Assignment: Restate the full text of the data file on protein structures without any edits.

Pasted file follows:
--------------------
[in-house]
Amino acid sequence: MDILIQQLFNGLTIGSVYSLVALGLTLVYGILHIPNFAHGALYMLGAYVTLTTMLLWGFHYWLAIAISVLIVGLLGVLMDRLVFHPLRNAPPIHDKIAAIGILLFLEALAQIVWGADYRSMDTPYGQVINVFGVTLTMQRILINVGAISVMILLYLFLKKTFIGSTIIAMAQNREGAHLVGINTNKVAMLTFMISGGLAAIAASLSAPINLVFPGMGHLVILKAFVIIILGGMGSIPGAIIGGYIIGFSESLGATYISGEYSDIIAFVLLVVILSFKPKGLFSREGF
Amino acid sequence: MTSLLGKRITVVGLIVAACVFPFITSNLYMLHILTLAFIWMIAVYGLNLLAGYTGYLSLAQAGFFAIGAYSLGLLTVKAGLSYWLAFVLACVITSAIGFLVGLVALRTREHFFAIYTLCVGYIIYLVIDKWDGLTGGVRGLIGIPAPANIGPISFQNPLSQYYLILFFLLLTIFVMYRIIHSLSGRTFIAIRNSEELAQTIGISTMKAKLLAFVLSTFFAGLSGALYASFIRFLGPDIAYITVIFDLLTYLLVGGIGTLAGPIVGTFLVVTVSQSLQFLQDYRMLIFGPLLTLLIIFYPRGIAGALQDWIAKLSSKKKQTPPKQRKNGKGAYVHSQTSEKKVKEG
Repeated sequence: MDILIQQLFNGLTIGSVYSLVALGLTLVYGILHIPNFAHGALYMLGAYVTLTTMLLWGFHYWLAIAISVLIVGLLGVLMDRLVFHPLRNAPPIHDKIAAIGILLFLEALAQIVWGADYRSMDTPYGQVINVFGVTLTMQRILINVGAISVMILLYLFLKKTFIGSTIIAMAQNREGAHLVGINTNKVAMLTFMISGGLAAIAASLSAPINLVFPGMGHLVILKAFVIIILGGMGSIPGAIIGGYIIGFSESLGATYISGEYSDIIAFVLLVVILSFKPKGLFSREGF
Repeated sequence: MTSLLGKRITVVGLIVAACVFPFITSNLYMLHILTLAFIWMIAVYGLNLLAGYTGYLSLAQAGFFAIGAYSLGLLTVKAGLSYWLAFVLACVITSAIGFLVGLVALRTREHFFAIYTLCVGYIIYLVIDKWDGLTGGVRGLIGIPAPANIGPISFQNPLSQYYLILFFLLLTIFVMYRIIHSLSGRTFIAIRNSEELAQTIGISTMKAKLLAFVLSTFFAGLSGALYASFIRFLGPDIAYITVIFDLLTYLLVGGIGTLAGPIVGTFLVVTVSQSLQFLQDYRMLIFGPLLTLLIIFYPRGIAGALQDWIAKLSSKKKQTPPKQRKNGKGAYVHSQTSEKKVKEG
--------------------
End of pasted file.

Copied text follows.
[in-house]
Amino acid sequence: MDILIQQLFNGLTIGSVYSLVALGLTLVYGILHIPNFAHGALYMLGAYVTLTTMLLWGFHYWLAIAISVLIVGLLGVLMDRLVFHPLRNAPPIHDKIAAIGILLFLEALAQIVWGADYRSMDTPYGQVINVFGVTLTMQRILINVGAISVMILLYLFLKKTFIGSTIIAMAQNREGAHLVGINTNKVAMLTFMISGGLAAIAASLSAPINLVFPGMGHLVILKAFVIIILGGMGSIPGAIIGGYIIGFSESLGATYISGEYSDIIAFVLLVVILSFKPKGLFSREGF
Amino acid sequence: MTSLLGKRITVVGLIVAACVFPFITSNLYMLHILTLAFIWMIAVYGLNLLAGYTGYLSLAQAGFFAIGAYSLGLLTVKAGLSYWLAFVLACVITSAIGFLVGLVALRTREHFFAIYTLCVGYIIYLVIDKWDGLTGGVRGLIGIPAPANIGPISFQNPLSQYYLILFFLLLTIFVMYRIIHSLSGRTFIAIRNSEELAQTIGISTMKAKLLAFVLSTFFAGLSGALYASFIRFLGPDIAYITVIFDLLTYLLVGGIGTLAGPIVGTFLVVTVSQSLQFLQDYRMLIFGPLLTLLIIFYPRGIAGALQDWIAKLSSKKKQTPPKQRKNGKGAYVHSQTSEKKVKEG
Repeated sequence: MDILIQQLFNGLTIGSVYSLVALGLTLVYGILHIPNFAHGALYMLGAYVTLTTMLLWGFHYWLAIAISVLIVGLLGVLMDRLVFHPLRNAPPIHDKIAAIGILLFLEALAQIVWGADYRSMDTPYGQVINVFGVTLTMQRILINVGAISVMILLYLFLKKTFIGSTIIAMAQNREGAHLVGINTNKVAMLTFMISGGLAAIAASLSAPINLVFPGMGHLVILKAFVIIILGGMGSIPGAIIGGYIIGFSESLGATYISGEYSDIIAFVLLVVILSFKPKGLFSREGF
Repeated sequence: MTSLLGKRITVVGLIVAACVFPFITSNLYMLHILTLAFIWMIAVYGLNLLAGYTGYLSLAQAGFFAIGAYSLGLLTVKAGLSYWLAFVLACVITSAIGFLVGLVALRTREHFFAIYTLCVGYIIYLVIDKWDGLTGGVRGLIGIPAPANIGPISFQNPLSQYYLILFFLLLTIFVMYRIIHSLSGRTFIAIRNSEELAQTIGISTMKAKLLAFVLSTFFAGLSGALYASFIRFLGPDIAYITVIFDLLTYLLVGGIGTLAGPIVGTFLVVTVSQSLQFLQDYRMLIFGPLLTLLIIFYPRGIAGALQDWIAKLSSKKKQTPPKQRKNGKGAYVHSQTSEKKVKEG